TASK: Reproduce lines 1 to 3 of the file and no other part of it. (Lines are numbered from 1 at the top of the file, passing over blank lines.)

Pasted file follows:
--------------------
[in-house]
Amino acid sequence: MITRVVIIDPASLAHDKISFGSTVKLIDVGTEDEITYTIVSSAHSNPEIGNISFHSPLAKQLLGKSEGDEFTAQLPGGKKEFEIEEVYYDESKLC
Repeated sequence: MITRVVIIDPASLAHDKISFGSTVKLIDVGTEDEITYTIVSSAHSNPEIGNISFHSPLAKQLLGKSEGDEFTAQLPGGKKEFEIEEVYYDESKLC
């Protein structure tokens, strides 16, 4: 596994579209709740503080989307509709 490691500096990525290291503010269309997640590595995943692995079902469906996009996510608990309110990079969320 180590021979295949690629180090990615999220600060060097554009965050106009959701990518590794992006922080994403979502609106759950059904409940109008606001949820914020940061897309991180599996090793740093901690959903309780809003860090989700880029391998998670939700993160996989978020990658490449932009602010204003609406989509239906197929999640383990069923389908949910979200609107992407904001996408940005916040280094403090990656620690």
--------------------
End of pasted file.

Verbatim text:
[in-house]
Amino acid sequence: MITRVVIIDPASLAHDKISFGSTVKLIDVGTEDEITYTIVSSAHSNPEIGNISFHSPLAKQLLGKSEGDEFTAQLPGGKKEFEIEEVYYDESKLC
Repeated sequence: MITRVVIIDPASLAHDKISFGSTVKLIDVGTEDEITYTIVSSAHSNPEIGNISFHSPLAKQLLGKSEGDEFTAQLPGGKKEFEIEEVYYDESKLC